We Disagree, Now What?

Everybody thinks something different about the world. Some tend towards starry eyed optimism (me). Others naturally imagine the worst. There is nothing wrong with this. It is what it is.

We all have brains and sensory organs. We absorb the information presented to us by the environment, we run it through a filter of pre-existing knowledge, and we form opinions and perspectives about reality.

Very often different individuals, while being subject to the same input from their surroundings, will reach very different conclusions. This can happen for a number reasons. Usually, each individual has a unique set of pre-existing circumstances that determine how they view the world.

The way their parents raised them has a huge impact. The books that they’ve read, the way they’ve been treated, the friends they’ve associated with, the country they grew up in. All of these factors play a role.

It should be obvious that the combinations of factors that determine beliefs are infinite. It is virtually impossible for any two people to agree on everything. The degree of impossibility increases exponentially as more people get involved.

Yet, we all live together on this planet. The population keeps increasing. The standard of living is not too bad for most people, all things considered. If the standard of living was generally in decline the world population would be decreasing not increasing.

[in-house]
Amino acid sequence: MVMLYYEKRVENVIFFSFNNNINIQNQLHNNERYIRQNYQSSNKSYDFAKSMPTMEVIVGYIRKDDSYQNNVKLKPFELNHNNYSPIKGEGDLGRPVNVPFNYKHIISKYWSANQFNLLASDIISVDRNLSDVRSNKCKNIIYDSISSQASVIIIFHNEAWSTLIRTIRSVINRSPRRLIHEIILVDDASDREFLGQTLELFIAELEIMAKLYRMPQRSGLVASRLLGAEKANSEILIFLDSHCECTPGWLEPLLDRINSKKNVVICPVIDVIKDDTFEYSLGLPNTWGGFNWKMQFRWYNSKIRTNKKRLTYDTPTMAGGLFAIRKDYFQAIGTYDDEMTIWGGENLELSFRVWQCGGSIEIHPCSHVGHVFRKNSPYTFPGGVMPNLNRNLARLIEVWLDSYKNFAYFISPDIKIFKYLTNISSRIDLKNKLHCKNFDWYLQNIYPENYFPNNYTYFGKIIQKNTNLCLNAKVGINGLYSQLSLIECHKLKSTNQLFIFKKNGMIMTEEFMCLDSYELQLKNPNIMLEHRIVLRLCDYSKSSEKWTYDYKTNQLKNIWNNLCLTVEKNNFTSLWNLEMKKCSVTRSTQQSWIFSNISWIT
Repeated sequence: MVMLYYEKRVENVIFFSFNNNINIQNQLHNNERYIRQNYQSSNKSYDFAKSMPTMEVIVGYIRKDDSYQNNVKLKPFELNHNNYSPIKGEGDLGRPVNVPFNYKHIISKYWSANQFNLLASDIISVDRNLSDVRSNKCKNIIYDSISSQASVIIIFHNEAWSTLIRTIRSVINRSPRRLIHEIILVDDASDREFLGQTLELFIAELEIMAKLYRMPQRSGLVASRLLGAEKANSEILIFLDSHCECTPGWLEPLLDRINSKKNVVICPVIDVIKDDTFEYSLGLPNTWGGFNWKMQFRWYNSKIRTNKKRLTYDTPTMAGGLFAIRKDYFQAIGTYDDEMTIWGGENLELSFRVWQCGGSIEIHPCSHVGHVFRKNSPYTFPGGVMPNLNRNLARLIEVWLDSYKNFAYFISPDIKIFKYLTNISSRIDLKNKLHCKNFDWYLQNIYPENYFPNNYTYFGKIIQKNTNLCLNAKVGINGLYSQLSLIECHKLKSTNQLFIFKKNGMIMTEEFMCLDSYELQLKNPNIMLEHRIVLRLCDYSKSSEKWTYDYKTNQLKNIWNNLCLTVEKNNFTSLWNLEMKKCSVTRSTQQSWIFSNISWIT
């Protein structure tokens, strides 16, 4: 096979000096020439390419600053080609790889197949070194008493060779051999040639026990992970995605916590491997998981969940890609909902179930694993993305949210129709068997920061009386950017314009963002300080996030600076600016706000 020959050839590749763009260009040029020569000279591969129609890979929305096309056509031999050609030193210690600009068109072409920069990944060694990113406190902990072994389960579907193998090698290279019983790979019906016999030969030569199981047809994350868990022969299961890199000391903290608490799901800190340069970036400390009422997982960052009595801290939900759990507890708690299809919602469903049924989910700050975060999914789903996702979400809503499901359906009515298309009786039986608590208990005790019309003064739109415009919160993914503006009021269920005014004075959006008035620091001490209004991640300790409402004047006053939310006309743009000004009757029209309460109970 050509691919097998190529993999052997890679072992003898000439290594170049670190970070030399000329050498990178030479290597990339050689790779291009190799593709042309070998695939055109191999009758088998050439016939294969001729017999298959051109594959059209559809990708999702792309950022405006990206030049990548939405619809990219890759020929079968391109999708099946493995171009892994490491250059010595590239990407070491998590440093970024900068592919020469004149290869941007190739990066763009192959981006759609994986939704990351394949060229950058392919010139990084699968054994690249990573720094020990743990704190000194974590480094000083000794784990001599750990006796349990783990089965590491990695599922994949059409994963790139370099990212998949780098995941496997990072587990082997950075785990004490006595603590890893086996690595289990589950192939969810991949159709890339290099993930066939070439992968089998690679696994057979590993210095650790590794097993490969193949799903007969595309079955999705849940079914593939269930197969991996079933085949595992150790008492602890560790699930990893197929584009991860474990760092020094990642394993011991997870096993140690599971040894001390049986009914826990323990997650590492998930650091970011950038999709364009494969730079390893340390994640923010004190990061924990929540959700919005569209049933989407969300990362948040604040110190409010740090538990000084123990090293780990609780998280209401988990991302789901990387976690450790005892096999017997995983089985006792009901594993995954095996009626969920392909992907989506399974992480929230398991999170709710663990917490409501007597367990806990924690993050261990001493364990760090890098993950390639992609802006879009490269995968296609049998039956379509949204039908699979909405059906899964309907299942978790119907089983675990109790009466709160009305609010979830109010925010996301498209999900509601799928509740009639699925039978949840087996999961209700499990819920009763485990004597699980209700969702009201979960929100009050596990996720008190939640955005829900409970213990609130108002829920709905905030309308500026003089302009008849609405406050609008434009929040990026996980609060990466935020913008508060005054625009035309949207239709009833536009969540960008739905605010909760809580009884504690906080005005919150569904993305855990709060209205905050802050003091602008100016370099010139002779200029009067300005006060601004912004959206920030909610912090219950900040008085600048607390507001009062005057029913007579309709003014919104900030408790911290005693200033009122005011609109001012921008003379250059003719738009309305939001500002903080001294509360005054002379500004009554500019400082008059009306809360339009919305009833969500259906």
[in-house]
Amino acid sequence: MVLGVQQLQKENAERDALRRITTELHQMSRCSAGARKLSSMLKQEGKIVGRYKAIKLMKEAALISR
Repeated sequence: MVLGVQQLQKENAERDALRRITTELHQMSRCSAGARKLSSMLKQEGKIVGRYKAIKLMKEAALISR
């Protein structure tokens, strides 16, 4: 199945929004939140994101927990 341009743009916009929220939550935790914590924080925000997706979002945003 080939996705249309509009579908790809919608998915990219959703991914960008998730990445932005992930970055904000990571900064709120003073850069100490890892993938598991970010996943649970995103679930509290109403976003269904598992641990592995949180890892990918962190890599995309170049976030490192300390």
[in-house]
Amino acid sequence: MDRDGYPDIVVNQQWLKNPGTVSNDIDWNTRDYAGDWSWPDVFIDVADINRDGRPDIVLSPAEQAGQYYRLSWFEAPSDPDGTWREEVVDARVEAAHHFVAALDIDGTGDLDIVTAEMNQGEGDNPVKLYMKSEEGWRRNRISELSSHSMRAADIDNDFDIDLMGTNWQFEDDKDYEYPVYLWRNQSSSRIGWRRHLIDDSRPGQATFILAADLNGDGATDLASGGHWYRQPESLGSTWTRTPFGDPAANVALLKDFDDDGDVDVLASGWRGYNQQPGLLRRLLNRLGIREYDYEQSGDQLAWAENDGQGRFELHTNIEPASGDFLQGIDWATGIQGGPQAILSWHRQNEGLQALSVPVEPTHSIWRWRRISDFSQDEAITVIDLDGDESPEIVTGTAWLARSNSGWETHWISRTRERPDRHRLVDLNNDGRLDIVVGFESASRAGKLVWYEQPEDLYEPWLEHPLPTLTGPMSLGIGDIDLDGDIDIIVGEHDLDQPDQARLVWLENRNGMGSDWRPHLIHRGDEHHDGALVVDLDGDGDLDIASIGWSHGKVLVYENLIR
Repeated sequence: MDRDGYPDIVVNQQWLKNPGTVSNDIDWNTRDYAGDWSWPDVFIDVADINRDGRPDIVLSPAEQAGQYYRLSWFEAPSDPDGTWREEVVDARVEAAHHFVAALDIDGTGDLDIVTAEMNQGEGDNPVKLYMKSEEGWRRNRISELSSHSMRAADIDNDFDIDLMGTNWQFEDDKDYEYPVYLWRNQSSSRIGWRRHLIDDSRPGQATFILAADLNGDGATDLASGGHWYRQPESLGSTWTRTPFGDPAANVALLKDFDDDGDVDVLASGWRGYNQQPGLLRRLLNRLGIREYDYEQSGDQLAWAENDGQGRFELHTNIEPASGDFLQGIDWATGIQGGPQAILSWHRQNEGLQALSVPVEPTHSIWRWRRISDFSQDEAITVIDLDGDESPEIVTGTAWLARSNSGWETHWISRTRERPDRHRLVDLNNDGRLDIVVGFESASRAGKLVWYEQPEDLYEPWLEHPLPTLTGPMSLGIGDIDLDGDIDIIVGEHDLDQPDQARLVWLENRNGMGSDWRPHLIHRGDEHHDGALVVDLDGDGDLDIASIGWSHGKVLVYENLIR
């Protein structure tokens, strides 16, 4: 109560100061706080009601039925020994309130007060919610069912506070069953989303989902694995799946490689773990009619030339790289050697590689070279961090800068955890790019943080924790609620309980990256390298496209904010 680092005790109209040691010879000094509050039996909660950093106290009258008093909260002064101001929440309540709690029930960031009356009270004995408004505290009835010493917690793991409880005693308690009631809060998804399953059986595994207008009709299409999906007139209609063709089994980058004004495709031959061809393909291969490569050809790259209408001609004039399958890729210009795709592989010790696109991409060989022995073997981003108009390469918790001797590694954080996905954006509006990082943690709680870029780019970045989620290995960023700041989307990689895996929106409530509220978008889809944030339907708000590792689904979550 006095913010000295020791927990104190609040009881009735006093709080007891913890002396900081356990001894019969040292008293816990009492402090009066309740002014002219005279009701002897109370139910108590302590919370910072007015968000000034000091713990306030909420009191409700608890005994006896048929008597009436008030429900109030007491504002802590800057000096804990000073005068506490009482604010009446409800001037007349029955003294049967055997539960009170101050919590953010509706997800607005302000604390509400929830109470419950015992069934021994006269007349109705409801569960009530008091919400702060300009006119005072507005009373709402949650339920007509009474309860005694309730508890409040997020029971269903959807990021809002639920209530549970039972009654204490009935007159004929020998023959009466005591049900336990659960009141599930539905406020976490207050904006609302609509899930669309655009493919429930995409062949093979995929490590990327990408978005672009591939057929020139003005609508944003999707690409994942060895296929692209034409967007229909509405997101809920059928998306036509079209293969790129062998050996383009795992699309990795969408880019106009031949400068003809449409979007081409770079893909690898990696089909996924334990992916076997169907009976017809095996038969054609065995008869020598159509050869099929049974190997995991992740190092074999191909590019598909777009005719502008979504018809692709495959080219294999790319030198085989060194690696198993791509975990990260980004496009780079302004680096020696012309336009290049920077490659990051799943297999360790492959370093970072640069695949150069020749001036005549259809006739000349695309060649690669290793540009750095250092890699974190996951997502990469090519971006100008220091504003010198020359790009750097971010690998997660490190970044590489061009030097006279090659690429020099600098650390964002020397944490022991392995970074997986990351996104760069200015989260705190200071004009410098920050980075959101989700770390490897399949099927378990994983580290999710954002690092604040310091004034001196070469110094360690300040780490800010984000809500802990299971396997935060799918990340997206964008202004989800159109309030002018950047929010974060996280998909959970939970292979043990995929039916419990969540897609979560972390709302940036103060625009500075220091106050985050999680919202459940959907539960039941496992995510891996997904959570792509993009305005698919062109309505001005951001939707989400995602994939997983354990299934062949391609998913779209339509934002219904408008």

This happens despite the fact that everybody disagrees with each other about a lot of important things. How can this happen?

It can only happen when people are tolerant. They may not agree with a position, but they see no other choice but to live with it. The only other alternative would be to violently suppress opposing beliefs. Most people are not willing to go to this extreme, in their personal life at least.

Being tolerant of a person doesn’t mean that you agree with them. It doesn’t mean that you like them as a person. It doesn’t mean that you might not try to convince them that they’re wrong. It just means that at the end of the day, if you can’t talk them into accepting your stance, you’ll let them be.

Tolerance is of the utmost importance. It is conducive of peace. It  permits a kaleidoscopic of ideas and perspectives to float around in the ether. It gives us the opportunity to see the world through the eyes of others. We’re able to grasp concepts that we couldn’t comprehend on our own; concepts that we never would have even imagined.

There is only one rule for tolerance. When all is said and done, after all of the arguments are made, and after all of the pleas have been heard, each must be allowed to make their own decision. Each must be allowed to have their own beliefs. The corollary of this rule is that nobody can force their system on others.

Do you agree with the forgoing? Do you believe that tolerance is a beautiful thing?

Allow me, then, to share with you one of my unorthodox views. I think that the world would be better off without government. Yes, I’ll concede that the government does some good. But on net, the harm caused by government far outweighs the benefit.

I’m an accountant. My parents are entrepreneurs. I’ve been trained to automatically calculate cost benefit analyses in my head. When I buy a coffee at a coffee stand, I always ask the cashier how many coffees they sell in an hour. I ask the average price of the sale. I extrapolate that out over the entire day. Then I calculate monthly revenue, then annual. I estimate the rent and labor costs and I try to figure out how profitable the business is. Its my background. Its one of those predispositions that I mentioned earlier.